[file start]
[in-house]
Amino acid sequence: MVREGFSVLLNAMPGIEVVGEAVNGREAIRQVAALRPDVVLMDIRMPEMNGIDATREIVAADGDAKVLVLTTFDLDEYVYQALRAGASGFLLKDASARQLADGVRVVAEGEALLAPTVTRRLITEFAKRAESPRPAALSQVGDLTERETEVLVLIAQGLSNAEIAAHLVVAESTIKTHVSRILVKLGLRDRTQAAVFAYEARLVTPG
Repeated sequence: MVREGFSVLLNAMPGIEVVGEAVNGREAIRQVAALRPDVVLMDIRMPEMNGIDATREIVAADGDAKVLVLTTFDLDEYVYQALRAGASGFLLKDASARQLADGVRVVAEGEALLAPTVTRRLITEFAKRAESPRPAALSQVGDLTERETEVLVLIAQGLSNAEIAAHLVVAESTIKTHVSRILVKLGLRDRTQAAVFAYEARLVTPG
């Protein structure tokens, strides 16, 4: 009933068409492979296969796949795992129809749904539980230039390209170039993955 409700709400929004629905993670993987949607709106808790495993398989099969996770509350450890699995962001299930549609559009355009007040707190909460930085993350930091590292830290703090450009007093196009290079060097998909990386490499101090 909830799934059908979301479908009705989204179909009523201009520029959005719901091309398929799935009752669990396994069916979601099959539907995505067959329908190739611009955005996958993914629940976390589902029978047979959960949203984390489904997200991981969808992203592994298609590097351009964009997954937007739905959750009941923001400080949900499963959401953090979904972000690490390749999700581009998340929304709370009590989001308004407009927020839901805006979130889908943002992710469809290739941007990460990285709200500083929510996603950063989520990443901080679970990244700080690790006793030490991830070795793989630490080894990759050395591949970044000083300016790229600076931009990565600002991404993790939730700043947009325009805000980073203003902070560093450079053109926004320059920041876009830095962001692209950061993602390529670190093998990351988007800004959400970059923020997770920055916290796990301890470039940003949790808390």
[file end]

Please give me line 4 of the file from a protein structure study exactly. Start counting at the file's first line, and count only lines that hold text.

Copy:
């Protein structure tokens, strides 16, 4: 009933068409492979296969796949795992129809749904539980230039390209170039993955 409700709400929004629905993670993987949607709106808790495993398989099969996770509350450890699995962001299930549609559009355009007040707190909460930085993350930091590292830290703090450009007093196009290079060097998909990386490499101090 909830799934059908979301479908009705989204179909009523201009520029959005719901091309398929799935009752669990396994069916979601099959539907995505067959329908190739611009955005996958993914629940976390589902029978047979959960949203984390489904997200991981969808992203592994298609590097351009964009997954937007739905959750009941923001400080949900499963959401953090979904972000690490390749999700581009998340929304709370009590989001308004407009927020839901805006979130889908943002992710469809290739941007990460990285709200500083929510996603950063989520990443901080679970990244700080690790006793030490991830070795793989630490080894990759050395591949970044000083300016790229600076931009990565600002991404993790939730700043947009325009805000980073203003902070560093450079053109926004320059920041876009830095962001692209950061993602390529670190093998990351988007800004959400970059923020997770920055916290796990301890470039940003949790808390």